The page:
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Going to class with Mom: Two students embrace family ties

Shelly Braxton and her daughters on the Quad

Shelly Braxton and her daughters, Alyx, left, and Ashley Kennedy.

Shelly Braxton and her daughters, Alyx and Ashley Kennedy, aren’t just family. They’re classmates.

All three women attend Illinois State as students, supporting each other through the academic demands of college life. Braxton and Alyx, above right, have taken two courses together, and Ashley and her mother are taking a class together this fall.

“I was in school when I had Alyx and so I stopped going to school and took care of her, and then I had Ashley and life happens,” said Braxton, business manager and fiscal agent for Illinois State’s Office of Parking and Transportation. “It’s something I’ve always wanted to do, but I just really hadn’t had the time being a single mom and raising two daughters who were very active.”

So Braxton, now a psychology major, went back to school once Alyx began college, leaving her more time to focus on her own academic goals. Alyx, a senior history education major, decided to transfer to Illinois State after her freshman year, and Ashley, a sophomore nursing major, joined Illinois State as a freshman. Since then, the three women have bonded even more through their shared experiences at the University.

Braxton and Alyx took the same History of East Asia course by accident, but both enjoyed their time in the class together.

“We would do study guides together,” said Alyx. “We would type up our notes together and we quizzed each other.”

“It was fun to have a partner in crime in that manner,” said Braxton.

After that, the two decided to take Adolescent Psychology.

“I would edit her papers and she’d edit my papers so we got good quality feedback,” said Braxton. “Sometimes a classmate might not feel comfortable giving you feedback because they don’t want to hurt your feelings, but we’re comfortable with each other and we know what each other can handle on criticisms and that was fun.”

‘Nice to have a buddy’

Both daughters live with Braxton, furthering their support and bonding both at home and on campus.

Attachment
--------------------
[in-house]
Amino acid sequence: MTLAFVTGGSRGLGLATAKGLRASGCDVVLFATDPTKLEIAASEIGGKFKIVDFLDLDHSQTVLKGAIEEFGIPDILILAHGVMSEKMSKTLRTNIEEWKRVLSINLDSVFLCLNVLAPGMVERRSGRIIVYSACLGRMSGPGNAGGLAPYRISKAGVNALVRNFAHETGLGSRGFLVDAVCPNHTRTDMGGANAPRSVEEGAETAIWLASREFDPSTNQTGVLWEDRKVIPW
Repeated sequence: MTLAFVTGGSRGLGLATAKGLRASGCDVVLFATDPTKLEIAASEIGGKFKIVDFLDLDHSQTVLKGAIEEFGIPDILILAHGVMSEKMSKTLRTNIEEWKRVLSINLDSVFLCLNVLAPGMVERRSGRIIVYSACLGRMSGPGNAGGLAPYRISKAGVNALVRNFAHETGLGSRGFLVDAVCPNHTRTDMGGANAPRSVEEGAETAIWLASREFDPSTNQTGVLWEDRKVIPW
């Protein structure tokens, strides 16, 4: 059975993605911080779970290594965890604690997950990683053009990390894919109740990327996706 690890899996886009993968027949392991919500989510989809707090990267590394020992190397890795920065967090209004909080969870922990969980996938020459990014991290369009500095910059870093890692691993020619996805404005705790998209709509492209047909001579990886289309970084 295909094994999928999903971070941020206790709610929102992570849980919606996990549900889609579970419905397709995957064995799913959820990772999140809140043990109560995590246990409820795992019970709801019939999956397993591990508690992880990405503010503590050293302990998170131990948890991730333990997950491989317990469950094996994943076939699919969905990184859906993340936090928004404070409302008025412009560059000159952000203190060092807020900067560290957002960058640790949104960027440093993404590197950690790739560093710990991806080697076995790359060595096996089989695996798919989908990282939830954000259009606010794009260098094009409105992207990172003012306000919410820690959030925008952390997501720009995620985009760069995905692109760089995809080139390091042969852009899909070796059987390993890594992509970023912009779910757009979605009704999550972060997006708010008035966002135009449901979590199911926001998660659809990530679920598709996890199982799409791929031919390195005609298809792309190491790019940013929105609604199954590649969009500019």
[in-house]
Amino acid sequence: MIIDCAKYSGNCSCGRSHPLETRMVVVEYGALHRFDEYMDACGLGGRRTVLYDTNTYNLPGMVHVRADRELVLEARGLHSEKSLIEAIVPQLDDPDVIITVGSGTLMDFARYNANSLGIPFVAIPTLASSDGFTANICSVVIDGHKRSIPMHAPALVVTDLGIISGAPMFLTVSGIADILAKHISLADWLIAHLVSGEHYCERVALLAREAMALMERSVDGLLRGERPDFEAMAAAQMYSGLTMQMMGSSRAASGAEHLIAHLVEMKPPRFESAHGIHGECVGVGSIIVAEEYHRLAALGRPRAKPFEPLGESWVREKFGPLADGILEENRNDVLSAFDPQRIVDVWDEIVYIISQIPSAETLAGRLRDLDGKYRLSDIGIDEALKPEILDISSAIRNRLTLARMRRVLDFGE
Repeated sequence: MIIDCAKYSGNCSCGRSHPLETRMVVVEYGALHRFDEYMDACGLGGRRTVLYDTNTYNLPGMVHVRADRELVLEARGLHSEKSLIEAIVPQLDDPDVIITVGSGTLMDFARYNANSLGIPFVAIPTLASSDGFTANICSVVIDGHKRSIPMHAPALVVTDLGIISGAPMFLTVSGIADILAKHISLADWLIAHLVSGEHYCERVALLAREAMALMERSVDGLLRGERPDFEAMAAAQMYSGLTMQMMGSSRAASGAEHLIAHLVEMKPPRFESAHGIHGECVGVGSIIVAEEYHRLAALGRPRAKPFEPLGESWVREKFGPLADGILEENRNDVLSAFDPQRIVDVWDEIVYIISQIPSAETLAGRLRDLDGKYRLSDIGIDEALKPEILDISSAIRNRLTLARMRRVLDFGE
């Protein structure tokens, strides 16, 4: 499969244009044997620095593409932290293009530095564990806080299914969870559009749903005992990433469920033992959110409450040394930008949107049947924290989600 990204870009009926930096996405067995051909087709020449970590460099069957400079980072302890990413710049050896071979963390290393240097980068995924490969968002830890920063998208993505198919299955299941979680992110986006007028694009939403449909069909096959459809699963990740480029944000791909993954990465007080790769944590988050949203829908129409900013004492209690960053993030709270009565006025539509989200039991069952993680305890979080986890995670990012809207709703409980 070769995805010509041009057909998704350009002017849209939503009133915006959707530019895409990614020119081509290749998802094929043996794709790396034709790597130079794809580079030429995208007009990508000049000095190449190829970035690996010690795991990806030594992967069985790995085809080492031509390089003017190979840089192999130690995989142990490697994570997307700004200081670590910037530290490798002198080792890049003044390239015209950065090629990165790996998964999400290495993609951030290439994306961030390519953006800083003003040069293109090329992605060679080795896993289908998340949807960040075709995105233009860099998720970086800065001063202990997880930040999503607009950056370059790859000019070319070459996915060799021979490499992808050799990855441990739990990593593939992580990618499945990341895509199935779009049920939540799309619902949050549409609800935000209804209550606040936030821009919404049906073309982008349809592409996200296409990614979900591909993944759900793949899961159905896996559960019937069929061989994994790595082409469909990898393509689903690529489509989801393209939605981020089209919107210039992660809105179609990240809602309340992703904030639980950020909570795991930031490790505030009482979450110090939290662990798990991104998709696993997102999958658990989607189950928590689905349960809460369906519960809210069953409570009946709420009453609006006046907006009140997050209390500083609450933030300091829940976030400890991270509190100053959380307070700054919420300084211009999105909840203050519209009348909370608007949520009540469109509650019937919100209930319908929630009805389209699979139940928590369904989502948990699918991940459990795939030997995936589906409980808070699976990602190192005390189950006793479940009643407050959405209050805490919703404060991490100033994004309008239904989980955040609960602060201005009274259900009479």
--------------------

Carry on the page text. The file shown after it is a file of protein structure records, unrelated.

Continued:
“We can help each other work on our homework and not distract each other and know that it’s time to settle down and do our own work,” said Ashley. “It’s nice to have a buddy to do that with. It’s just like having another friend with me.”

“Yeah, I love it,” added Alyx. “It helped my transition into school. Just living at home and having my mom—she had already worked here—so since I didn’t know anyone it was helpful to have her be able to tell me where to go and what to do.

“We’re all in the same boat. We all have our time where we need to sit down and study and Mom will understand if we can’t go out to eat, or we can’t do something because we all have homework we have to do.”

Having common ties at the University has brought them closer together than ever, and has allowed Braxton to set the same goal for herself as well as her daughters.

“As a parent you want to set a high example for your kids, and I was disappointed that I hadn’t finished my college career because I wanted them beyond that,” said Braxton. “So being here with them I feel like we’re emulating each other. We’re all reaching for that height together. It’s definitely brought us even closer.”

“That’s true,” Alyx responded, “because I get so stressed out that it’s nice to just have people to talk to that are my family and my friends.”

“And we understand because we’re all going through the same thing,” said Ashley.

The three women are planning to live together through the rest of their time in school. Braxton couldn’t be happier with her daughters’ success at the college level and her daughters are cheering her on as well. A unique situation, Illinois State has remained a source for their already thriving relationship, giving them even more fond memories to share for the rest of their lives.

“It’s definitely brought us even closer. They’re really smart girls, and I’ve always been proud of them,” said Braxton. “They’re just super-performing here at college. They raise my bar.”

Brooke Burns can be reached at baburns@IllinoisState.edu.

 

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